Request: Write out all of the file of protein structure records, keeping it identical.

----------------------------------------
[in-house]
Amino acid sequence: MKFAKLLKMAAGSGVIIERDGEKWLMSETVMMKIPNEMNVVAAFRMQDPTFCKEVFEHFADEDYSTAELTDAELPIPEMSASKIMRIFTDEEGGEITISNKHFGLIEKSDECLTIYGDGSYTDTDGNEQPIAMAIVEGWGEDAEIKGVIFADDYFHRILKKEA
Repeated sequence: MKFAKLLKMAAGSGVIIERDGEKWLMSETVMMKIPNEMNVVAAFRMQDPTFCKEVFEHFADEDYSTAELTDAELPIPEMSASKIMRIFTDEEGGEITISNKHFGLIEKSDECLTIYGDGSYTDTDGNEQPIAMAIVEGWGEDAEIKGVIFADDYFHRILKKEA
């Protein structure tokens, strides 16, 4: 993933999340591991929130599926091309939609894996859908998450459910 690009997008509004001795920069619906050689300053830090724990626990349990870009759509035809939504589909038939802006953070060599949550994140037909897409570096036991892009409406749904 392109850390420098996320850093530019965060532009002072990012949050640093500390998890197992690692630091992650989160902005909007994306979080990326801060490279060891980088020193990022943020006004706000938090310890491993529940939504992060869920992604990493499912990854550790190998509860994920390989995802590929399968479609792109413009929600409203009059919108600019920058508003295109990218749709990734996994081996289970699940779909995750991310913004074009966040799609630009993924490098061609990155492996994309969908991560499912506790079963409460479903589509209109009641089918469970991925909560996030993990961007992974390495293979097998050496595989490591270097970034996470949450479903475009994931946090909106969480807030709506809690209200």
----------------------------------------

[in-house]
Amino acid sequence: MKFAKLLKMAAGSGVIIERDGEKWLMSETVMMKIPNEMNVVAAFRMQDPTFCKEVFEHFADEDYSTAELTDAELPIPEMSASKIMRIFTDEEGGEITISNKHFGLIEKSDECLTIYGDGSYTDTDGNEQPIAMAIVEGWGEDAEIKGVIFADDYFHRILKKEA
Repeated sequence: MKFAKLLKMAAGSGVIIERDGEKWLMSETVMMKIPNEMNVVAAFRMQDPTFCKEVFEHFADEDYSTAELTDAELPIPEMSASKIMRIFTDEEGGEITISNKHFGLIEKSDECLTIYGDGSYTDTDGNEQPIAMAIVEGWGEDAEIKGVIFADDYFHRILKKEA
């Protein structure tokens, strides 16, 4: 993933999340591991929130599926091309939609894996859908998450459910 690009997008509004001795920069619906050689300053830090724990626990349990870009759509035809939504589909038939802006953070060599949550994140037909897409570096036991892009409406749904 392109850390420098996320850093530019965060532009002072990012949050640093500390998890197992690692630091992650989160902005909007994306979080990326801060490279060891980088020193990022943020006004706000938090310890491993529940939504992060869920992604990493499912990854550790190998509860994920390989995802590929399968479609792109413009929600409203009059919108600019920058508003295109990218749709990734996994081996289970699940779909995750991310913004074009966040799609630009993924490098061609990155492996994309969908991560499912506790079963409460479903589509209109009641089918469970991925909560996030993990961007992974390495293979097998050496595989490591270097970034996470949450479903475009994931946090909106969480807030709506809690209200």